Monday, December 19, 2005

Of the "hash"

When bidding on which exotic port of call I would be spending this two years, one invaluable resource was "Tales from a Small Planet." Among a bunch of other less valuable stuff, the site offers "Real Post Reports," which provide a refreshing alternative to the stuffy State Department dossiers on each post. The RPP's are a little more candid, and answer questions like "What's morale like at post?" or "What would you ship from home if you could?" or "What kind of social activities are available?" One key was that you could recognize the true pits when the answer to this last question is, "Well, there's always the Hash."

Just about every country that has foreign embassies has a chapter of the Hash House Harriers. This is a group that gets together on weekends to go for a run and then have a beer. They universally refer to themselves as "A drinking club with a running problem." Whether one thinks that little malapropism is hilarious or not is probably a fairly reliable indicator of how much one would appreciate the Hash.

The run is not just a pleasant bit of exercise, but involves a course laid out in advance, marked out Hansel-and-Gretel style with bits of flour left behind and hopefully not licked up by stray dogs. At various spots the trail of flour spots will fork, and one or more forks will be a false trail that one must follow until it runs out to discover it's false. This leads to a lot of standing around and waiting for someone else to figure out which trail is real. It also leads to most people on the course having no idea where they're going until they get there.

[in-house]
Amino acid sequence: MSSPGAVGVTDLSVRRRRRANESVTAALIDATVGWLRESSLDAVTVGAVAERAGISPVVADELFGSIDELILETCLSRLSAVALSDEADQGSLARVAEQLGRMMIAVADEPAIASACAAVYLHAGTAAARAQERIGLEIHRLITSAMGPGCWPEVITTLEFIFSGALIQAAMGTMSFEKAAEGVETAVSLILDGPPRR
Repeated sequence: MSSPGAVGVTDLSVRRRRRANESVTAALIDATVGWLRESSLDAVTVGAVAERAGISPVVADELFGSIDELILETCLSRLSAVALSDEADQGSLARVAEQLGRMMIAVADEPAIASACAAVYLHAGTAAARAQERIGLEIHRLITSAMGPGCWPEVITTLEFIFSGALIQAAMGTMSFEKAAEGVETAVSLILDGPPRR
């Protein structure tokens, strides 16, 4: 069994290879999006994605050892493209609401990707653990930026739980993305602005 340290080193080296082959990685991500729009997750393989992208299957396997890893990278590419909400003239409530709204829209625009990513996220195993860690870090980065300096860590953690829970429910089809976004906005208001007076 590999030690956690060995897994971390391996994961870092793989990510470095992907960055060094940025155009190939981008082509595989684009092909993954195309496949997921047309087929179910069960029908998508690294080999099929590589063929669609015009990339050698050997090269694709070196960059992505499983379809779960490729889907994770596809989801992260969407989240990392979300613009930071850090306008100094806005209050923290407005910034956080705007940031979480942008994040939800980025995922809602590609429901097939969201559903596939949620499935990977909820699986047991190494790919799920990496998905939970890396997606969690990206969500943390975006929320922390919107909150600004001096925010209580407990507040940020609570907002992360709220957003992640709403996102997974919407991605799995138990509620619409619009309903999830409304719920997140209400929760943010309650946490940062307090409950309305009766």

Yesterday, in my inaugural run, we ran down into one of the ravines that cuts into the city. It was alternately gorgeous and disgusting. Once down along the stream in the bottom of the ravine, it was hard to believe we were still so close to the crowded city. The walls of the ravine were pure green, with only occasional swathes in the bottom wide enough to support a patch of beans or corn. Of course, the Guatemalans have somewhat lower hygenic standards for waste disposal than those to which most Americans are accustomed. Mostly this meant frequent signs of discarded plastic containers, clothing, toys, tricycles, and so much more. At the frequent criss-crossings of the stream, it involved a higher danger element in slipping into the river due to the certain presence of what one might politely call organic waste. The final straw came as we climbed the tiny steps carved out of rock on the side of the ravine to get back to civilization. The terrain began to flatten out slightly near the top, where one could admire truly gorgeous views across the ravine behind. And it was advisable to look behind, because aparently the lip of a ravine near a city of two million people without regular trash service is too tantalizing a disposal site to resist. Of course, if you just dumped all your trash there, it would pile up and block your view and get smelly, so even the most slow-witted of readers will recognize that the only solution is to light the trash on fire. So, we finished our "run" gingerly stepping through the smoldering ashes of yesterday's tabloids, banana peels, and various dyed plastics that were surely engineered for safe incineration and inhalition, with the flames still roaring on today's trash a few yards away. On the bright side, it was a valuable, up-close look at the lifestyle the vast majority of the people in Guatemala have no alternative but to endure. On the down side, I walked through a burning trash dump.

Once safely back at home, the hash group sings a bunch of goofy songs and while drinking beer, in a format that punishes those who don't participate in the forced making of merry by making them drink more beer, a trade-off I'm willing to bear every time. I've been promised that your typical hash run involves a lot less standing around and near-zero levels of walking through smoldering refuse; we'll see if that's enough incentive to endure the goofy songs next time.

1 comment:

MsBoombastic said...

Contrast this with my experience of today: a humble public servant, walking with the masses over the Brooklyn Bridge because the transit union doesn't want new hires to have to pay 6% of their salary toward their pension. (Sadly, there is no beer or singing at my destination, however.) Upon arrival at my City job, I will spend my day defending the City's efforts to deal with its trash -- thankfully, we've moved beyond tossing it into ravines and burning it. Now we just ship it to Virginia. Perhaps Guate can look into that?